Thursday, May 19, 2011
Three years ago, I wrote a proposal for the Delaware Art Museum, proposing an exhibition for the Philadelphia Women's Caucus for Art. It was an idea I'd had for a number of years, a participatory exhibition of women and men in which no names were displayed, and the public was asked to vote on whether or not they felt the works of art were created by men or by women.
And by a stroke of luck (of maybe it was just a good idea!) the proposal was accepted. So this past spring, the exhibition took place. I was fortunate enough to be back in Philly (more on that later) for the closing reception and big reveal.
As you can see below, only 42% of voters felt my work was made by a woman. Most of the artists participating wanted to make it a little difficult for the voting, case in point, several men who entered work featuring the color pink. Stereotypes clearly still exist, because the public decided that pink art had to be made by us ladies. Tech-based works and video were deemed male, and printmaking was pretty ambiguous.
While there, I was excited to see a museum guard encouraging viewers to check out the show. When I spoke to him, he asked me which piece was mine, and then told me that my piece really made him consider, but then he finally decided that I just had to be a guy. Hmmmmm.....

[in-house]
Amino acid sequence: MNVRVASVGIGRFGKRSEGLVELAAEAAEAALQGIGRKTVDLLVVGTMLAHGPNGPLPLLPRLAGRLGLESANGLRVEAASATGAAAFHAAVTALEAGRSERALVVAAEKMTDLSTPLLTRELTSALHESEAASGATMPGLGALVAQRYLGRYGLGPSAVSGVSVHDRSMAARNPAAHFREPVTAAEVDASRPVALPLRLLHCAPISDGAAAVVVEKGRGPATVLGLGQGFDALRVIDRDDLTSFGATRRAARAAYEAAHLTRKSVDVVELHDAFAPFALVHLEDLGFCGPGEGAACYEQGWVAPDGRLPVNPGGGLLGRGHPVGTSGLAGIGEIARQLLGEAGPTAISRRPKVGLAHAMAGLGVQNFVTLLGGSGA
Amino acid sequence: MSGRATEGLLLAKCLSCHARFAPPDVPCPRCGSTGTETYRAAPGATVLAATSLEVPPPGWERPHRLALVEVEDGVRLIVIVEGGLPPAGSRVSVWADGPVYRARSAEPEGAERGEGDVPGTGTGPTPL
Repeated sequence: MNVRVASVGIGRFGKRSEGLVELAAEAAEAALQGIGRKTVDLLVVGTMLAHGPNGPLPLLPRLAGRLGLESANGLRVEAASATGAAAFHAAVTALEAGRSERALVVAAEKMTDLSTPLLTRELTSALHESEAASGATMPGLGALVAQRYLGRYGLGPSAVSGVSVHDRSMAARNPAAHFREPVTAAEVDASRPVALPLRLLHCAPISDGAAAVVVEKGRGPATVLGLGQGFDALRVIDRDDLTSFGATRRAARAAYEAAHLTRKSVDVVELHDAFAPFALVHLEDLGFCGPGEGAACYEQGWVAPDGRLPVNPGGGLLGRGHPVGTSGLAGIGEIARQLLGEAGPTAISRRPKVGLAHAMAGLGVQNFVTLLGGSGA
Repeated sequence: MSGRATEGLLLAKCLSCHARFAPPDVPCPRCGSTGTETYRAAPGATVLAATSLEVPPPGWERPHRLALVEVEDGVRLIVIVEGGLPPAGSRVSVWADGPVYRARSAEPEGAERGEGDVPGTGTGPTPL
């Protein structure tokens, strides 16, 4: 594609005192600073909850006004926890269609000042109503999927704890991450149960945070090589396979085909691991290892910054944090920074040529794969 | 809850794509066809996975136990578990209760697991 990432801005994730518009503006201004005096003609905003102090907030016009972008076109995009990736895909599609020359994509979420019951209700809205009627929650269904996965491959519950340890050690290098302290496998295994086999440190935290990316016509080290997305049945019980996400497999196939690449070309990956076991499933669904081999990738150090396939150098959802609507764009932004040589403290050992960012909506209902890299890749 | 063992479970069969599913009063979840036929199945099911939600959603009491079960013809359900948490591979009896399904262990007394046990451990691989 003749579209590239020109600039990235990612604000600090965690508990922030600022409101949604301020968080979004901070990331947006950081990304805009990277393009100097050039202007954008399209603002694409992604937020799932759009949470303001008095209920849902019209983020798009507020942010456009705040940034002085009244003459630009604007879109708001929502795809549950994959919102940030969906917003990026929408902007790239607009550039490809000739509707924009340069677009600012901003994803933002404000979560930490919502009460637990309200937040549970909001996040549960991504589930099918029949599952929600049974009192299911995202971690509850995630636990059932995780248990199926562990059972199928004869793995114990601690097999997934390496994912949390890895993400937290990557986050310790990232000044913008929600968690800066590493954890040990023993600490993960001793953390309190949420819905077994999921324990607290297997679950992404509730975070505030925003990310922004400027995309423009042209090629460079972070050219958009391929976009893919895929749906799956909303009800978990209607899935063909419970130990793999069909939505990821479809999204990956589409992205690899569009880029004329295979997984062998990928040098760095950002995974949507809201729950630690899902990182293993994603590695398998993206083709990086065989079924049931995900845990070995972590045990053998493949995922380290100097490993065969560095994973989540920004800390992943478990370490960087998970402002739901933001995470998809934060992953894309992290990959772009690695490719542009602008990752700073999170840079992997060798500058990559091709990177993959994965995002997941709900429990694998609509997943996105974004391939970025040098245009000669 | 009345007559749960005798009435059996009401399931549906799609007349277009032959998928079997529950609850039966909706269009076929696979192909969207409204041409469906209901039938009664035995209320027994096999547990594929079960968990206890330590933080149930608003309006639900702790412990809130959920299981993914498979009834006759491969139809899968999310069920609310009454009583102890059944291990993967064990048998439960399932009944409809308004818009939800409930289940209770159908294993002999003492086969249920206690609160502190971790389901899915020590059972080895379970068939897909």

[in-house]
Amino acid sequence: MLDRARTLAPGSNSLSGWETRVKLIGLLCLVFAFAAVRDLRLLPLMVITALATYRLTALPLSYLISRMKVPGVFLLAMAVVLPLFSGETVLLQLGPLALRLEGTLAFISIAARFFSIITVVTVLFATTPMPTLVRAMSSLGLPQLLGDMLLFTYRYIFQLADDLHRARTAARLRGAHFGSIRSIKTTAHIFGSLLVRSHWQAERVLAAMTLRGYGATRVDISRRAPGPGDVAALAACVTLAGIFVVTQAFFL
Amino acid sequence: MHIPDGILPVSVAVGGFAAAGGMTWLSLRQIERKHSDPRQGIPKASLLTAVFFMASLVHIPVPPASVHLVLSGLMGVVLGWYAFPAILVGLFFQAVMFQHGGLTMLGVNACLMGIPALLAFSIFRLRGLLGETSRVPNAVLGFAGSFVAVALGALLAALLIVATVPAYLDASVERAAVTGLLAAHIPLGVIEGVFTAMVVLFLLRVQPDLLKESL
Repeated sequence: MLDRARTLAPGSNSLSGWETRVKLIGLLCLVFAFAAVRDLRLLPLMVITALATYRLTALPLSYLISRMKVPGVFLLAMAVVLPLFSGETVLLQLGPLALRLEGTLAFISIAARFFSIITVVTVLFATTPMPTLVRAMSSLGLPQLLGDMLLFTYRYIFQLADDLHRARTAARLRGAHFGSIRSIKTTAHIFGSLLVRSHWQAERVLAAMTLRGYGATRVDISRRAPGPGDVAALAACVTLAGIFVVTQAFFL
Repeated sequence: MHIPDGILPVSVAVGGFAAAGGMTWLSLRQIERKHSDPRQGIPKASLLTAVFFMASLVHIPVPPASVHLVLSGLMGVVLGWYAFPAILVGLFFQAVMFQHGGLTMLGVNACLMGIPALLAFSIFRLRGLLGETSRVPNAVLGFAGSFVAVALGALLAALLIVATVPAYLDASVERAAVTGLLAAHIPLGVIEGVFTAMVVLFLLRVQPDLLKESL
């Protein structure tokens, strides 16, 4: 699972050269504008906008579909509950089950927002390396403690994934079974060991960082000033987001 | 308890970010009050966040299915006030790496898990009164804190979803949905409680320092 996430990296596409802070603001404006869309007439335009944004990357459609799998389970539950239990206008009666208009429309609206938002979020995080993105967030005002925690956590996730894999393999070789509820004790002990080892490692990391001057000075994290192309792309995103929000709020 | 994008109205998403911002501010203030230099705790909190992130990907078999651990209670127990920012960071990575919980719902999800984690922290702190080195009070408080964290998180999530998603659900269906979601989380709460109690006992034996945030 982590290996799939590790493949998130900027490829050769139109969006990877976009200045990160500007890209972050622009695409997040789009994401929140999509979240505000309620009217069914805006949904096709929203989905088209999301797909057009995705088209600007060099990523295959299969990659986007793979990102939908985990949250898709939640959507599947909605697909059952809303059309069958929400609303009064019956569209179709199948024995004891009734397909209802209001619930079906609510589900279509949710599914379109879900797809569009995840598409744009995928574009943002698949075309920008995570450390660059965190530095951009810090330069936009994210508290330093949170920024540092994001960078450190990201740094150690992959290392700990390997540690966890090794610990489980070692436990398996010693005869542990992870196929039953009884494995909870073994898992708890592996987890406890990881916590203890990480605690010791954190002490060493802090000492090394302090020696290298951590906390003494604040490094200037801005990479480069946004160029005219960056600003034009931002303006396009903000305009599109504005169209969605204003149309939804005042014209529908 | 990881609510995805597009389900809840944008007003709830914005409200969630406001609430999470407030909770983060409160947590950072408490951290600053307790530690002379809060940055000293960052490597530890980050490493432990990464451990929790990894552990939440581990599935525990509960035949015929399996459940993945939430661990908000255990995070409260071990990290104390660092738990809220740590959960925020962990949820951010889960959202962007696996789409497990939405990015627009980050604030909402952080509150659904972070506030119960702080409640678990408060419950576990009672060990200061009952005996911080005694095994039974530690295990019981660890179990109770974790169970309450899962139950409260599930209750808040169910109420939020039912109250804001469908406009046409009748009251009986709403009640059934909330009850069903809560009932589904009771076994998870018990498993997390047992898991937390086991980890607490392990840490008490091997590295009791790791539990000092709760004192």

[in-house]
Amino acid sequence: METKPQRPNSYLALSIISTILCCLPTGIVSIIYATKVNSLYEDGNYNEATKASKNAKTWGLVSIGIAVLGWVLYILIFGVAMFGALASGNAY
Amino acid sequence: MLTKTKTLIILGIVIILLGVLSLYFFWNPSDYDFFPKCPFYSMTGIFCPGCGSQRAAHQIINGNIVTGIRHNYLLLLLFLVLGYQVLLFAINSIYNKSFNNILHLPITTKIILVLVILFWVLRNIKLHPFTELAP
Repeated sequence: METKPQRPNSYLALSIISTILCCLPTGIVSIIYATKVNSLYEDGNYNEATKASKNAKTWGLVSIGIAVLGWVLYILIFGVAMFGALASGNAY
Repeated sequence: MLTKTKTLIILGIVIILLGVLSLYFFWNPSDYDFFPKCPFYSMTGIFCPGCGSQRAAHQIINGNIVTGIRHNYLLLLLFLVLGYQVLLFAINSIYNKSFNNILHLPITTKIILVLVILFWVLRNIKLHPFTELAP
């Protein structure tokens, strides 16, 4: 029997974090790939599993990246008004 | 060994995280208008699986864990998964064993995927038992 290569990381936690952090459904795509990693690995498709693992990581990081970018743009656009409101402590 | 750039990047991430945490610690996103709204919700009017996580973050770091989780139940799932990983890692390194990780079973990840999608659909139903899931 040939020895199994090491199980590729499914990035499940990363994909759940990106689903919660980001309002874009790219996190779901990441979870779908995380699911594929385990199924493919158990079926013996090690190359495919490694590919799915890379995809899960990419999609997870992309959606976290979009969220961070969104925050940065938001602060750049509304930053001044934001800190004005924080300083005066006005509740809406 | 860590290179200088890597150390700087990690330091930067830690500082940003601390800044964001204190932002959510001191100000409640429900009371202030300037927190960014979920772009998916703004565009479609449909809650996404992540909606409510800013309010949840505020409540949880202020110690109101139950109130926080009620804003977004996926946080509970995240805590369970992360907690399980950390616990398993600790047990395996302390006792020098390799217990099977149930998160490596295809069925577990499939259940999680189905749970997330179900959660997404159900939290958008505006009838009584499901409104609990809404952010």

I have to give a shout-out here to Marie Elcin, who worked like crazy doing all the organization, museum liaising, and ballot counting (total ballots for the exhibition numbered over 5000, and Marie counted 'em all!). Thanks Marie!
As a final note, this exhibition garnered more press than the Philadelphia-WCA or the Delaware Art Museum expected. Check out some of these links for reviews and conversations started by this project:
In the Battle of the Sexes, Results Show We're Often Wrong
Delaware Art Museum Offers Battle of the Sexes And...We'll See
Battle of the Sexes Challenges Gender Preconceptions
Museums Experiment in Modern Art of Drawing Visitors
5 Things to Know About Delaware Art Museum's Battle of the Sexes
Women Artists Everywhere!
Identity Theft, Seeing or Not Seeing Gender in Art